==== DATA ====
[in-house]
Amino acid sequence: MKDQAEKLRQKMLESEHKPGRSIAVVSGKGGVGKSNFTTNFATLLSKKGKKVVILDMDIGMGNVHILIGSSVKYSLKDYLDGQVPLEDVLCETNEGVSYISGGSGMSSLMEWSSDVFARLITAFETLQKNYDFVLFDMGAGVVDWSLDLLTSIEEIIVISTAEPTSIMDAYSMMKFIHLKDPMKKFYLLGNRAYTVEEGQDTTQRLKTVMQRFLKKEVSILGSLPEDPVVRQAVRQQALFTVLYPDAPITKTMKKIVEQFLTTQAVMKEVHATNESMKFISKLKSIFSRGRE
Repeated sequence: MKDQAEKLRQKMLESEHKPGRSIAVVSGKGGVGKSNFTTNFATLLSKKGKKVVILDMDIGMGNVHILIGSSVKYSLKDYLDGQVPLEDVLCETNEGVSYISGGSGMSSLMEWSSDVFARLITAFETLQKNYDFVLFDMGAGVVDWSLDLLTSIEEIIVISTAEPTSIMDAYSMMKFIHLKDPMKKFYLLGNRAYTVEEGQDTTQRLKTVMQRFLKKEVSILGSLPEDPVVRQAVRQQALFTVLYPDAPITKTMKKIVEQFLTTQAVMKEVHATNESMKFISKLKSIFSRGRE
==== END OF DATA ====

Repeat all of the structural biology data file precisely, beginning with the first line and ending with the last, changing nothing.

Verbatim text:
[in-house]
Amino acid sequence: MKDQAEKLRQKMLESEHKPGRSIAVVSGKGGVGKSNFTTNFATLLSKKGKKVVILDMDIGMGNVHILIGSSVKYSLKDYLDGQVPLEDVLCETNEGVSYISGGSGMSSLMEWSSDVFARLITAFETLQKNYDFVLFDMGAGVVDWSLDLLTSIEEIIVISTAEPTSIMDAYSMMKFIHLKDPMKKFYLLGNRAYTVEEGQDTTQRLKTVMQRFLKKEVSILGSLPEDPVVRQAVRQQALFTVLYPDAPITKTMKKIVEQFLTTQAVMKEVHATNESMKFISKLKSIFSRGRE
Repeated sequence: MKDQAEKLRQKMLESEHKPGRSIAVVSGKGGVGKSNFTTNFATLLSKKGKKVVILDMDIGMGNVHILIGSSVKYSLKDYLDGQVPLEDVLCETNEGVSYISGGSGMSSLMEWSSDVFARLITAFETLQKNYDFVLFDMGAGVVDWSLDLLTSIEEIIVISTAEPTSIMDAYSMMKFIHLKDPMKKFYLLGNRAYTVEEGQDTTQRLKTVMQRFLKKEVSILGSLPEDPVVRQAVRQQALFTVLYPDAPITKTMKKIVEQFLTTQAVMKEVHATNESMKFISKLKSIFSRGRE